United States District Court, D. South Carolina, Columbia Division
ORDER AND OPINION
matter is before this court upon Plaintiff's pro
se Amended Motion for Reconsideration (ECF No. 47),
court's Order (ECF No. 43), entered on January 17, 2017,
dismissing Plaintiff's Complaint (ECF No. 1), without
prejudice and without issuance and service of process. For
the reasons discussed below, the court
DENIES Plaintiff's Amended Motion for
Reconsideration. (ECF No. 47.)
March 11, 2014, Plaintiff filed a Complaint against
Defendants. (ECF No. 1.) On June 27, 2014, the Magistrate
Judge issued a Report and Recommendation
(“Report”) recommending that the Complaint be
dismissed without prejudice and without issuance and service
of process. (ECF No. 25.) On January 19, 2016, this court
denied Plaintiff's Motion for Request for Legal
Assistance and for Reverse Summary Judgment. (ECF No. 36.) On
January 28, 2016, Plaintiff filed a Motion for
Reconsideration regarding the Order on Motion for Request for
Legal Assistance and for Reverse Summary Judgment (ECF No.
38); that motion was denied on April 4, 2016. (ECF No. 41.)
On January 17, 2017, this court adopted the Magistrate
Judge's Report and Recommendation (ECF No. 25), and
dismissed this action without prejudice and without issuance
and service of process. (ECF No. 43.) On January 30, 2017,
Plaintiff filed an Amended Motion for Reconsideration (ECF
No. 47), to the Order ruling on the Report and
Recommendation. (ECF No. 43.)
LEGAL STANDARD AND ANALYSIS
is a pro se litigant and his complaint is afforded
liberal construction so as to give him an opportunity to have
a claim stated where his alleged facts would merit one.
Erickson v. Pardus, 551 U.S. 89, 94 (2014) (per
curiam). A pro se complaint, regardless of how
inartfully pled, must be held to less stringent standards
than formal pleadings drafted by lawyers. Estelle v.
Gamble, 429 U.S. 97, 111 (1976).
be relieved of a judgment or order where the court either
makes a clerical error, oversight, or mistake, or where one
of the following occurred in court proceedings: “(1)
mistake, inadvertence, surprise, or excusable neglect; (2)
newly discovered evidence that, with reasonable diligence,
could not have been discovered in time to move for a new
trial under Rule 59(b); (3) fraud (whether previously called
intrinsic or extrinsic), misrepresentation, or misconduct by
an opposing party; (4) the judgment is void; (5) the judgment
has been satisfied, released, or discharged; it is based on
an earlier judgment that has been reversed or vacated; or
applying it prospectively is no longer equitable; or (6) any
other reason that justifies relief.” Fed.R.Civ.P. 60
Plaintiff states, “the Motions should be granted for
three reasons: (1) to follow an intervening change in
controlling law; (2) on account of new evidence; or (3) to
correct a clear error of law or prevent manifest
injustice.” (ECF No. 47.) Plaintiff has not shown that
there has been an intervening change in controlling law, new
evidence, a clear error of law or that he will suffer
manifest injustice as a result of the court's Order. (ECF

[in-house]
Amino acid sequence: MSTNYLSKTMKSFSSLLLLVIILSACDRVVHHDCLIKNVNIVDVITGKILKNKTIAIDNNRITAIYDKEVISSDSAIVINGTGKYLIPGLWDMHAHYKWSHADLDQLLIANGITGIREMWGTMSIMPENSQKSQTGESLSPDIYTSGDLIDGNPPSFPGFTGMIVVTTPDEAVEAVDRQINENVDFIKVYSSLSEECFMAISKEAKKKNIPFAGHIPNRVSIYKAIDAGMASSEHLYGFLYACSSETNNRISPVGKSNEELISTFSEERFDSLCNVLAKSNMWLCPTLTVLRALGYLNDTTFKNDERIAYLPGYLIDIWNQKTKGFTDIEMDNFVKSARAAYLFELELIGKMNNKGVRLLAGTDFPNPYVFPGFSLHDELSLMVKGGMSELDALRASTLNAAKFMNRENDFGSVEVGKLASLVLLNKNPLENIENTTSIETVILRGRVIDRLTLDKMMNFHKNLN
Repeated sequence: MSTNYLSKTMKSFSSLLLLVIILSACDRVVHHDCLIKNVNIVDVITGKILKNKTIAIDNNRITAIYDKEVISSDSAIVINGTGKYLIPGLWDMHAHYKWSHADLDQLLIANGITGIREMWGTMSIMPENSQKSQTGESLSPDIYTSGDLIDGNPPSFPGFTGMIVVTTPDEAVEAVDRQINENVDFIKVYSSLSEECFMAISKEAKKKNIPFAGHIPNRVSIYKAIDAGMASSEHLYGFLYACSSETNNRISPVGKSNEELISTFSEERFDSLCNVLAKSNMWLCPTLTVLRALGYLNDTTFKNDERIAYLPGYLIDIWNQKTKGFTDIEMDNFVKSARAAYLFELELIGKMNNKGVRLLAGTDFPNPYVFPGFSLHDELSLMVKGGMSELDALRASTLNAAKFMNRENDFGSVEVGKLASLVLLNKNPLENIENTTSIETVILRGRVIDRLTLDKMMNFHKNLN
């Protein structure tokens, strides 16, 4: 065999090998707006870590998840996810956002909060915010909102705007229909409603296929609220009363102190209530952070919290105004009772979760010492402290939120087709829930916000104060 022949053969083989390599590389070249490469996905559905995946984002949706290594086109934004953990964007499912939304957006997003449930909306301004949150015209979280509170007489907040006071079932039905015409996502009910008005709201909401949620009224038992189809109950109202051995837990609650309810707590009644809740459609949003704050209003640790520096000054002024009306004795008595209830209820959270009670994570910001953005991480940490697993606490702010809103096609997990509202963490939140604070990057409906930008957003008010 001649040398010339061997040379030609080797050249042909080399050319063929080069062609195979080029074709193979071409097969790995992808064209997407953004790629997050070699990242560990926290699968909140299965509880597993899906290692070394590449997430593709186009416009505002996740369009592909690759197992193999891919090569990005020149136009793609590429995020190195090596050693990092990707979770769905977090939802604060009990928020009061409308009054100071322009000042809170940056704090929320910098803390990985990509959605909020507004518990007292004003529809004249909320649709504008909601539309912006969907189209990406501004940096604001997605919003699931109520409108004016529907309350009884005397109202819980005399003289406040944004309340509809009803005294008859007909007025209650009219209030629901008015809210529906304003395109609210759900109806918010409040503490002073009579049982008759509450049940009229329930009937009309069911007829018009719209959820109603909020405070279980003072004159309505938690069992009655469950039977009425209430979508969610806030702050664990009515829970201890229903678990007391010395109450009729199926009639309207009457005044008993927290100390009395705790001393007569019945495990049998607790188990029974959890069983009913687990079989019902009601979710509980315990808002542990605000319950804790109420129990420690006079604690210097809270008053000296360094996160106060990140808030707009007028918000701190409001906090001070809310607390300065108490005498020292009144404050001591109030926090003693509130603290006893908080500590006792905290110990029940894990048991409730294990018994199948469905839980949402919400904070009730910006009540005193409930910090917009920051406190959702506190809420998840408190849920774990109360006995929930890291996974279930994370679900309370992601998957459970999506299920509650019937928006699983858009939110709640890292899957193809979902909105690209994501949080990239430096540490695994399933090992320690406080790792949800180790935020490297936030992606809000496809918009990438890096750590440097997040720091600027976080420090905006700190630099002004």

No. 36.) Plaintiff simply asserts that the United States is
improperly named as a party to the case and that requiring
Plaintiff to be represented by counsel is an additional
requirement that results in manifest injustice to Plaintiff
and future plaintiffs. (ECF No. 47.) Further, Plaintiff
argues that strict timeliness requirements of the False
Claimed Application of Base Load Review Act (FCA of BLRA) are
technicalities and prevent justice from being afforded. (ECF
Amended Motion for Reconsideration may also lie under Federal
Rule of Civil Procedure 59(e). Rule 59 allows a party to seek
an alteration or amendment of a previous order of the court.
Fed.R.Civ.P. 59(e). Under Rule 59(e), a court may
“alter or amend the judgment if the movant shows either
(1) an intervening change in the controlling law, (2) new
evidence that was not available at trial, or (3) that there
has been a clear error of law or a manifest injustice.”
Robinson v. Wix Filtration Corp., 599 F.3d 403, 407
(4th Cir. 2010); see also Collison v. Int'l Chem.
Workers Union, 34 F.3d 233, 235 (4th Cir. 1994). It is
the moving party's burden to establish one of these three
grounds in order to obtain relief. Loren Data Corp. v.
GXS, Inc., 501 F. App'x 275, 285 (4th Cir. 2012).
The decision whether to reconsider an order under Rule 59(e)
is within the sound discretion of the district court.
Hughes v. Bedsole, 48 F.3d 1376, 1382 (4th Cir.
1995). A motion to reconsider should not be used as a
“vehicle for rearguing the law, raising new arguments,
or petitioning a court to change its mind.” Lyles
v. Reynolds, C/A No. 4:14-1063-TMC, 2016 WL 1427324, at
*1 (D.S.C. Apr. 12, 2016) (citing Exxon Shipping Co. v.
Baker, 554 U.S. 471, 485 n.5 (2008)).
Plaintiff does not demonstrate that there has been an
intervening change in the controlling law, or that a clear
error of law occurred, nor does he raise new evidence that
was not available at trial or that he will suffer a manifest
injustice as a result of the court's Order. (ECF No. 74.)
Therefore, Plaintiffs Amended Motion for Reconsideration
fails under the requirements of both Rules 59(e) and 60 of
the Federal Rules of Civil Procedure.
on the aforementioned reasons, the court
DENIES Plaintiffs Amended Motion for
Reconsideration. (ECF No. 47.)
IS SO ORDERED.